'Lady tradies' transforming the industry
Women are entering traditionally male-dominated tradie roles at increasing rates, and the industry is ready to welcome them.
According to New South Wales TAFE Minister Adam Marshall, the state has seen double-digit increases in apprenticeship enrolments from women moving into trades such as plumbing and carpentry - and the figures are mirrored across the country.
"The message I get from employers all the time is, 'We want more females in'," he said.
"They do a great job not only comparable to men, but in a lot of cases they do even better, particularly on the finer details of those high-end jobs."
In the past year, 10,000 women tradies picked up the tools, most popularly in motor mechanics, electrical work, and plumbing.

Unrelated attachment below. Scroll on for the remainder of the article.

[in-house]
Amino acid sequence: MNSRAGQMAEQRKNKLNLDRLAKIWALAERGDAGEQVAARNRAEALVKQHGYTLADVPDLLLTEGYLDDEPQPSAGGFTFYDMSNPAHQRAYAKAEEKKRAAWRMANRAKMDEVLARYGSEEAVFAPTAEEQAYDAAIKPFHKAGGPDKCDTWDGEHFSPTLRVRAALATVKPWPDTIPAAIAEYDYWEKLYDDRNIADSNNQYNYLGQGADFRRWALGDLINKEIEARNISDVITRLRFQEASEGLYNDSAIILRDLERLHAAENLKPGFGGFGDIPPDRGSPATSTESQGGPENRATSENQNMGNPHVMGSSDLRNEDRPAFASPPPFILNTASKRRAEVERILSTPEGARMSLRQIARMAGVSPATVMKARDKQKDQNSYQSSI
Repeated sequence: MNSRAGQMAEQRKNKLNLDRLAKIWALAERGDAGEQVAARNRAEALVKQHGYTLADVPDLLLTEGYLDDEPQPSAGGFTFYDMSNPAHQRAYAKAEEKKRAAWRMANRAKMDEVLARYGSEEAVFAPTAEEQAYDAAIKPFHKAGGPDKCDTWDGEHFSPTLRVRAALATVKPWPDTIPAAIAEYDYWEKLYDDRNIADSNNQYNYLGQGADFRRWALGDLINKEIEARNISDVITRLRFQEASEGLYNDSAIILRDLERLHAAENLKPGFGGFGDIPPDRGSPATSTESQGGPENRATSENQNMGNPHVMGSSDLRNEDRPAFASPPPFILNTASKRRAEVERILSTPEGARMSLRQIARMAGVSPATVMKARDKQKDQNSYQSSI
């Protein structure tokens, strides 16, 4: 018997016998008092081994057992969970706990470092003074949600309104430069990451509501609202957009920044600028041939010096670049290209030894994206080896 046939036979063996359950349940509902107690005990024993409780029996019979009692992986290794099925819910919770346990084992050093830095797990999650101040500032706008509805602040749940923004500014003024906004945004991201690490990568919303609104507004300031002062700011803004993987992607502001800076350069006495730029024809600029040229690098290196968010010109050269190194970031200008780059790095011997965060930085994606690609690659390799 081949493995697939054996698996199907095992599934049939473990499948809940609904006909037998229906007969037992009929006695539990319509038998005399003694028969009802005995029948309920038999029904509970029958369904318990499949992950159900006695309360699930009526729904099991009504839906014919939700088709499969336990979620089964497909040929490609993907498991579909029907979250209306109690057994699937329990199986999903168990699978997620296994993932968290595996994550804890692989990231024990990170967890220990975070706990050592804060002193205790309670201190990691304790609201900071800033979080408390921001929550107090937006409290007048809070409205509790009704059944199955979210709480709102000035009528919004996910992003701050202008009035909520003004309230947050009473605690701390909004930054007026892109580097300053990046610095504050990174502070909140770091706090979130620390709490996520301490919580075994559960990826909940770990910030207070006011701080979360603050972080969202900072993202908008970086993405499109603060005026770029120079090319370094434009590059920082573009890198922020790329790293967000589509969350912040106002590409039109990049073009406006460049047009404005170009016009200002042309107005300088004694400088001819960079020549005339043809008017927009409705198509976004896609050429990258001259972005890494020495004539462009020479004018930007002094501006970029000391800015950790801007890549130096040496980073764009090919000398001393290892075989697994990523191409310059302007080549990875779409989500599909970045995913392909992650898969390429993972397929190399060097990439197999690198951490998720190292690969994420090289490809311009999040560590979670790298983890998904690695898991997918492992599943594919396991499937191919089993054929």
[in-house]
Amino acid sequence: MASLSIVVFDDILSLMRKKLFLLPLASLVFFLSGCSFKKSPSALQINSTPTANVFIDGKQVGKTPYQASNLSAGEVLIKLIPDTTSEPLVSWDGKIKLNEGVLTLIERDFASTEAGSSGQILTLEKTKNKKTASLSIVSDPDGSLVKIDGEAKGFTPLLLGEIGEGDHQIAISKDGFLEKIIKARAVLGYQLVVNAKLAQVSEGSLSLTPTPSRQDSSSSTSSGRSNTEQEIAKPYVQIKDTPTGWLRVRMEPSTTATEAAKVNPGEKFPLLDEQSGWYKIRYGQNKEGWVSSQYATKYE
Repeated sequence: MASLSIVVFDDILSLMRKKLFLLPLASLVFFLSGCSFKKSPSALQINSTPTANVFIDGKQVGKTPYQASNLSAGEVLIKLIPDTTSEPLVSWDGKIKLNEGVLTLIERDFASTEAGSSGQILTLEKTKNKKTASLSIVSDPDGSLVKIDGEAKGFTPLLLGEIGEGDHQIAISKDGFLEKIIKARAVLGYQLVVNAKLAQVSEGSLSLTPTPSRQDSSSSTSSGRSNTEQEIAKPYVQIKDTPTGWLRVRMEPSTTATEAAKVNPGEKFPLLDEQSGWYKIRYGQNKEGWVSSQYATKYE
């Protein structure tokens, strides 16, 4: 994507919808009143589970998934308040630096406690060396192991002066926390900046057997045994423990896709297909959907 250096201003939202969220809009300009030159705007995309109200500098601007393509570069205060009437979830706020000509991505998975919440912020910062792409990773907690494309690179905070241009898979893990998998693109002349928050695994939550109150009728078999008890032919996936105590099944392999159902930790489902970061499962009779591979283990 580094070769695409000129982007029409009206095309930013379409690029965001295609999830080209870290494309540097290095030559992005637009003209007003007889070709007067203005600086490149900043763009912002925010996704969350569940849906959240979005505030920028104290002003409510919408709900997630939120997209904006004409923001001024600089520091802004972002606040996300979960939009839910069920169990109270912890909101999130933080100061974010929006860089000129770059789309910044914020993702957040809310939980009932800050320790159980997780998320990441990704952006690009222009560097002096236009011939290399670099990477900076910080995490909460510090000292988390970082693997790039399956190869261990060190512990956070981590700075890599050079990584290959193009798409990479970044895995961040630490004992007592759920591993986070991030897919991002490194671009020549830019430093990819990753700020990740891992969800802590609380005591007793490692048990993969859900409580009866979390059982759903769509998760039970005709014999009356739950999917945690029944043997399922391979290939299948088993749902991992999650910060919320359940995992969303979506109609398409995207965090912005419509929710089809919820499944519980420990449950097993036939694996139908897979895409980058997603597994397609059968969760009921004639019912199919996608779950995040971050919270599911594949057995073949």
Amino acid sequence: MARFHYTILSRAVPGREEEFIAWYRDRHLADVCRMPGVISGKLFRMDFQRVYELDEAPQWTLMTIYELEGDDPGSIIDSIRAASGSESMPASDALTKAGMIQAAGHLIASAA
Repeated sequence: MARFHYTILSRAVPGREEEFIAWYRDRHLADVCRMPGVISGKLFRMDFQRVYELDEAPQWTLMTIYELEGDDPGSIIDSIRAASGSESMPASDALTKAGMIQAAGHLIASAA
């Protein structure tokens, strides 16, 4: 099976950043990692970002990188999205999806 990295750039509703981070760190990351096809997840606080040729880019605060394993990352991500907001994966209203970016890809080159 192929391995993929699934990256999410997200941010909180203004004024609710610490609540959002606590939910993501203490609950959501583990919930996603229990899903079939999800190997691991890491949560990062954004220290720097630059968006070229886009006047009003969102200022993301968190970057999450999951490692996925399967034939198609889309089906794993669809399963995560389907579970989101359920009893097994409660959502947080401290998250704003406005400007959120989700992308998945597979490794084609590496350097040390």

Plumber Aimee Stanton switched careers after trying her hand at beauty therapy - but it wasn't an easy start.
"I applied for over 100 jobs in the plumbing industry and I heard back from one," she said.
"And I thought, is this for me, and I thought, maybe I should go back to beauty therapy?"
But she persisted, and according to her dad, builder Peter, she now comes home happy every night.
Sign writer Chrissy Gensch said she found her career more exciting than an office job.
"You get to be creative, you get dirty some days, do a bit of everything," she said.
Apprentice carpenter Rachel Bennett, however, said things could still be tough for a woman in what many saw as a man's world.
"I've had employers not let me lift anything or not let me dig holes because girls don't get dirty," she said.
"I just tell them, I'm here to do the job just like anybody else, please let me do my job."